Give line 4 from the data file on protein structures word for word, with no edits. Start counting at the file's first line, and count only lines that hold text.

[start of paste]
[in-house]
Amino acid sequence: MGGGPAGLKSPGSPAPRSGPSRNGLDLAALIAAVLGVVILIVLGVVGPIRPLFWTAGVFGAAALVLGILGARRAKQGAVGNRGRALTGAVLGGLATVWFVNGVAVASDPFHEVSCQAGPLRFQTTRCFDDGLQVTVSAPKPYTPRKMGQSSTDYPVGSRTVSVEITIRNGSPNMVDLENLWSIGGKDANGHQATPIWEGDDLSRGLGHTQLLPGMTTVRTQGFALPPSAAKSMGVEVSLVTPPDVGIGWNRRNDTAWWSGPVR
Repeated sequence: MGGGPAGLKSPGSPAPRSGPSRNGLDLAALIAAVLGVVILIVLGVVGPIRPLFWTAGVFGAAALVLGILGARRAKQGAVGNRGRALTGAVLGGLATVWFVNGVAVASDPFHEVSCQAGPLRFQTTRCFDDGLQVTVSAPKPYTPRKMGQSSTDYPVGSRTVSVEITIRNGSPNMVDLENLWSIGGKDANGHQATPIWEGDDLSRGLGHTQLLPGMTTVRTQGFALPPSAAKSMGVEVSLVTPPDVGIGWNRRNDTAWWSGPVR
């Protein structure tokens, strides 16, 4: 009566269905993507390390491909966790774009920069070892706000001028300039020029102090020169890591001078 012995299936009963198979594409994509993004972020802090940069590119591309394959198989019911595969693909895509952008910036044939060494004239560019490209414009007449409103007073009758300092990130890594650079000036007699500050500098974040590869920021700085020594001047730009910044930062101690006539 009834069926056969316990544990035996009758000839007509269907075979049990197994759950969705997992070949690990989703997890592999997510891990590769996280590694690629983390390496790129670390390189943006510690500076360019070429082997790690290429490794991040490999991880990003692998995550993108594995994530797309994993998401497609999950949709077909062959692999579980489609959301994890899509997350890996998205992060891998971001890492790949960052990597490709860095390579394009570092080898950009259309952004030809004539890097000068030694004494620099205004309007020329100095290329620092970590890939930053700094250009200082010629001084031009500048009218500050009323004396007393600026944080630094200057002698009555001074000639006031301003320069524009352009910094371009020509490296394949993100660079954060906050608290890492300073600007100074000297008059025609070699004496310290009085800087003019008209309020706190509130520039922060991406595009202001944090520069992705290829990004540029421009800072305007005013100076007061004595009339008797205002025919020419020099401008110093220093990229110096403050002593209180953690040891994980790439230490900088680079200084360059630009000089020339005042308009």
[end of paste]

């Protein structure tokens, strides 16, 4: 009566269905993507390390491909966790774009920069070892706000001028300039020029102090020169890591001078 012995299936009963198979594409994509993004972020802090940069590119591309394959198989019911595969693909895509952008910036044939060494004239560019490209414009007449409103007073009758300092990130890594650079000036007699500050500098974040590869920021700085020594001047730009910044930062101690006539 009834069926056969316990544990035996009758000839007509269907075979049990197994759950969705997992070949690990989703997890592999997510891990590769996280590694690629983390390496790129670390390189943006510690500076360019070429082997790690290429490794991040490999991880990003692998995550993108594995994530797309994993998401497609999950949709077909062959692999579980489609959301994890899509997350890996998205992060891998971001890492790949960052990597490709860095390579394009570092080898950009259309952004030809004539890097000068030694004494620099205004309007020329100095290329620092970590890939930053700094250009200082010629001084031009500048009218500050009323004396007393600026944080630094200057002698009555001074000639006031301003320069524009352009910094371009020509490296394949993100660079954060906050608290890492300073600007100074000297008059025609070699004496310290009085800087003019008209309020706190509130520039922060991406595009202001944090520069992705290829990004540029421009800072305007005013100076007061004595009339008797205002025919020419020099401008110093220093990229110096403050002593209180953690040891994980790439230490900088680079200084360059630009000089020339005042308009």